December 19th, 1848 (Tuesday)

December 19, 2010

College broke up: the number of boys being 36. Went to Gloucester on my way to Dublin.

Found my mother very ill, and spent a miserable Christmas. Matters, however, mended afterwards, and one got into much better spirits. Not a little cheered by affectionate letters from some of the boys, especially from Reynolds and Elliot. With these two, who are fast becoming young men, I have taken the greatest pains ever since they came hither. Both are full of faults, yet are very different characters. Reynolds is timid, close and reserved, quiet-tempered though somewhat pettish, inclined to subterfuge, – though not without affection yet particularly cold. Elliot is high-tempered, open and truthful, manly, and most particularly affectionate. The way I have treated them is this. I have first made them afraid of me, by showing the greatest firmness and resolution whenever they do any thing wrong, never passing it by. On such occasions I mostly bring them to my room, and speak in the most open, plain, terms possible, – and almost always with great affection. Seeing that one has but a single object in view they will bear my saying any thing. Such scenes have always ended in contrition, and sometimes in tenderness. When a boy sees that you love, without fearing him, – that you heartily desire his benefit, and spare no pains to accomplish it, – that you are just and even in your government, – he will do any thing for you, – unless you find a really bad boy, and devoid of affection.

I mention the case of these two because they are the two eldest boys in the College, and occupy a prominent position, their characters being more brought out by these circumstances than those of the younger.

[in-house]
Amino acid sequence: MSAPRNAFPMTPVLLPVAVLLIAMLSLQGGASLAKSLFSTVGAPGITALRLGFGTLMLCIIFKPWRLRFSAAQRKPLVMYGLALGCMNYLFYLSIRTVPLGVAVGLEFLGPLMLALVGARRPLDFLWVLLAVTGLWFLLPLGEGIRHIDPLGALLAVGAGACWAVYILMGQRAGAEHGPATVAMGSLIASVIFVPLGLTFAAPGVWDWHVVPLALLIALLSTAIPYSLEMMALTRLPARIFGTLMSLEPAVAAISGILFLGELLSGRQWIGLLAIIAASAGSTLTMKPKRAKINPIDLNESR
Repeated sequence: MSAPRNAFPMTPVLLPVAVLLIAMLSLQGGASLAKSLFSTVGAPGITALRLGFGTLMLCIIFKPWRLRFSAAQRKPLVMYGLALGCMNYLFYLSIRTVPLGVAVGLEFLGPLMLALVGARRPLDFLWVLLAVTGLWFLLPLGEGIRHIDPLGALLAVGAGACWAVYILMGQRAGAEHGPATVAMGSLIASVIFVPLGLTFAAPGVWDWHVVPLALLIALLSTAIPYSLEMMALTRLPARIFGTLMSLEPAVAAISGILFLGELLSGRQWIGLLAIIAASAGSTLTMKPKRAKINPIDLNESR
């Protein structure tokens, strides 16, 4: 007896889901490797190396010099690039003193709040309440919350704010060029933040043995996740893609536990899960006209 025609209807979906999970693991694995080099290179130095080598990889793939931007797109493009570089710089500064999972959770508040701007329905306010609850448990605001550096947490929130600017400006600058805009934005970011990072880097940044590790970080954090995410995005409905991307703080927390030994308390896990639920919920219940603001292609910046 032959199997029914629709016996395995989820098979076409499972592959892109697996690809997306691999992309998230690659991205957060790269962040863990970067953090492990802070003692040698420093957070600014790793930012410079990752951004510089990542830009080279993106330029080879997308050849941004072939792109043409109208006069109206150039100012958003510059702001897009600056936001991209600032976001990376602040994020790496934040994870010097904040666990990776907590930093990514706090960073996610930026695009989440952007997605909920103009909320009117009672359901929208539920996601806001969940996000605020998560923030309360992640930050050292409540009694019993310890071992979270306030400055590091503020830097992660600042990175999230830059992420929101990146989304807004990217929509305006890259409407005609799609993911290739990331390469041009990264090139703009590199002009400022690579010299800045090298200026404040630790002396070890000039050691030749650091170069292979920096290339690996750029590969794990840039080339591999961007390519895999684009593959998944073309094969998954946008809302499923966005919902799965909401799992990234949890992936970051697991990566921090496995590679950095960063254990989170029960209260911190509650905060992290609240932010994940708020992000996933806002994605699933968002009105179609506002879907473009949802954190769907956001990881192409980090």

My object in writing this journal is scarcely at all for my own sake, but rather for that of my successor in the Wardenship, if it should please God to grant the College stability enough to see another Warden, – which may He grant for Christ’s sake! May there be a line of them as long as England’s life!

It may be well then, for my successor to have the benefit of my experience, whatever view he may be disposed to take of the principles and acts of one’s government. This, so far as I know myself, is my sole motive in keeping up the laborious work of writing day after day. How long it can go on I cannot say, but when the duties of office increase, it will be hard to continue it.

My successor then will not charge me with egotism, though he may find me talking a great deal about myself in whatever page he opens. Nor will he now object to my inserting extracts from letters concerning these two boys, as they are introduced solely to show the working of the system. Whatever influence for good has been attained, is simply owing to the effort to teach as the Church teaches, and to guide the young according to the principles laid down in the Bible. I do trust that the spirit of individualism, which was Arnold’s bane,1 has not found its way within these walls. There is, indeed, but little food for vanity or self-complacency, when a person tries to merge himself in a body, and to think that, whatever he may be enabled to do for good, he is only a tool in Higher Hands, – nothing beyond the slave of the Church. For all proud thoughts of self, which I desire heartily to abhor, – I pray God to grant me deep repentance, and full pardon.

This explanation I give once and for all, lest the very repletion of it might wear the appearance of that which I disclaim.

1: Thomas Arnold of Rugby School

The diary now contains a series of extracts from letters from parents. These and the diary entry dated 19th December 1848 were assembled and written in retrospect during the Christmas vacation December 1848 to January 1849. Singleton’s fear that pressure of work would not allow him to continue to keep the journal systematically was proved correct almost immediately upon his return to the school. The original journal stopped at this point, with later entries being scribbled on two sheets of paper. The fine copy which Singleton prepared for deposition with Radley College contains a note to this effect dated February 27th 1874, in which he states his intention of copying the loose pages into the journal. This he has done, with annotations against some of the entries dating from 1874.


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